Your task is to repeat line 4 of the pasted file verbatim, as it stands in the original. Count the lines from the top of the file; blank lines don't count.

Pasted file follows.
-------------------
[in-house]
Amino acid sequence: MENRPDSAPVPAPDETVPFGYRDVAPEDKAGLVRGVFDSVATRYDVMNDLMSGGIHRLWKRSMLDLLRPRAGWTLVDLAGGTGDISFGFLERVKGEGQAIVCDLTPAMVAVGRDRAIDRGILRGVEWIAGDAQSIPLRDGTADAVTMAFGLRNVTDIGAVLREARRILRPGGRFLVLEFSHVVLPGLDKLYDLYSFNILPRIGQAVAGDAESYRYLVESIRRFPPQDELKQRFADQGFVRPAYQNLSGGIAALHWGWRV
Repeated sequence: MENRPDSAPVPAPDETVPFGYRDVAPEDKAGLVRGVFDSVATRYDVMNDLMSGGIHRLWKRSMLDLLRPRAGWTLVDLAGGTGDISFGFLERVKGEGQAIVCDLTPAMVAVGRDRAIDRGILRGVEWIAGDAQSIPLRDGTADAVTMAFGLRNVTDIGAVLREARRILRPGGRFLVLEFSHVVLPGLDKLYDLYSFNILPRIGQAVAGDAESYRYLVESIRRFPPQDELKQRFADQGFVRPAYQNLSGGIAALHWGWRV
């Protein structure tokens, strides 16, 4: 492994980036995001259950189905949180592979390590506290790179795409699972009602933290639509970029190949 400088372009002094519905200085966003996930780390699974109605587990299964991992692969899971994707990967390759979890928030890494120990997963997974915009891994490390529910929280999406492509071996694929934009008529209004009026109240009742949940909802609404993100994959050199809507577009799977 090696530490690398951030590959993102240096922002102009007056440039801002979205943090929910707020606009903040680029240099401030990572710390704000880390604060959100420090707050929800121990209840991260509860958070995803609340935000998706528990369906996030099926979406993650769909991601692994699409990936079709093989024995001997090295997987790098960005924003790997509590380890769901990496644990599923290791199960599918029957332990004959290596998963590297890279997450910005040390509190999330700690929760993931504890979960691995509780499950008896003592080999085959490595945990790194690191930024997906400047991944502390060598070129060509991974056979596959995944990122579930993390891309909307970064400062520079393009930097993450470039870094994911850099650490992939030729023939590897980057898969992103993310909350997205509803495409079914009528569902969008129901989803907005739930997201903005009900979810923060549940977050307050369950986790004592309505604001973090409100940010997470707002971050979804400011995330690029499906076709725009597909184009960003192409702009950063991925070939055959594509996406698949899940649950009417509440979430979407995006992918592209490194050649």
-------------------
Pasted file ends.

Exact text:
């Protein structure tokens, strides 16, 4: 492994980036995001259950189905949180592979390590506290790179795409699972009602933290639509970029190949 400088372009002094519905200085966003996930780390699974109605587990299964991992692969899971994707990967390759979890928030890494120990997963997974915009891994490390529910929280999406492509071996694929934009008529209004009026109240009742949940909802609404993100994959050199809507577009799977 090696530490690398951030590959993102240096922002102009007056440039801002979205943090929910707020606009903040680029240099401030990572710390704000880390604060959100420090707050929800121990209840991260509860958070995803609340935000998706528990369906996030099926979406993650769909991601692994699409990936079709093989024995001997090295997987790098960005924003790997509590380890769901990496644990599923290791199960599918029957332990004959290596998963590297890279997450910005040390509190999330700690929760993931504890979960691995509780499950008896003592080999085959490595945990790194690191930024997906400047991944502390060598070129060509991974056979596959995944990122579930993390891309909307970064400062520079393009930097993450470039870094994911850099650490992939030729023939590897980057898969992103993310909350997205509803495409079914009528569902969008129901989803907005739930997201903005009900979810923060549940977050307050369950986790004592309505604001973090409100940010997470707002971050979804400011995330690029499906076709725009597909184009960003192409702009950063991925070939055959594509996406698949899940649950009417509440979430979407995006992918592209490194050649």